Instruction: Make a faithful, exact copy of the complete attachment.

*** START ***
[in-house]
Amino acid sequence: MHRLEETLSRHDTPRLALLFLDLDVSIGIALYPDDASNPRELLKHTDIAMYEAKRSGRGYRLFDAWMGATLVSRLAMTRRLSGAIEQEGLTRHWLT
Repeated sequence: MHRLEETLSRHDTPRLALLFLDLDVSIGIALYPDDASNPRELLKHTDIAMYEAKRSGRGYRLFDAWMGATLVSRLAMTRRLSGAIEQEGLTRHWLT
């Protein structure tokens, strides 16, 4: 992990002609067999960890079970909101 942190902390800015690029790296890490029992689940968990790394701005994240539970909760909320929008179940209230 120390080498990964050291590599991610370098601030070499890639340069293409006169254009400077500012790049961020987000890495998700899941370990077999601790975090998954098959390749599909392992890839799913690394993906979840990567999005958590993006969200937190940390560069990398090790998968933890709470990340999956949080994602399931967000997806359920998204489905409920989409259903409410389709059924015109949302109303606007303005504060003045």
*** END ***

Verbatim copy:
[in-house]
Amino acid sequence: MHRLEETLSRHDTPRLALLFLDLDVSIGIALYPDDASNPRELLKHTDIAMYEAKRSGRGYRLFDAWMGATLVSRLAMTRRLSGAIEQEGLTRHWLT
Repeated sequence: MHRLEETLSRHDTPRLALLFLDLDVSIGIALYPDDASNPRELLKHTDIAMYEAKRSGRGYRLFDAWMGATLVSRLAMTRRLSGAIEQEGLTRHWLT
């Protein structure tokens, strides 16, 4: 992990002609067999960890079970909101 942190902390800015690029790296890490029992689940968990790394701005994240539970909760909320929008179940209230 120390080498990964050291590599991610370098601030070499890639340069293409006169254009400077500012790049961020987000890495998700899941370990077999601790975090998954098959390749599909392992890839799913690394993906979840990567999005958590993006969200937190940390560069990398090790998968933890709470990340999956949080994602399931967000997806359920998204489905409920989409259903409410389709059924015109949302109303606007303005504060003045």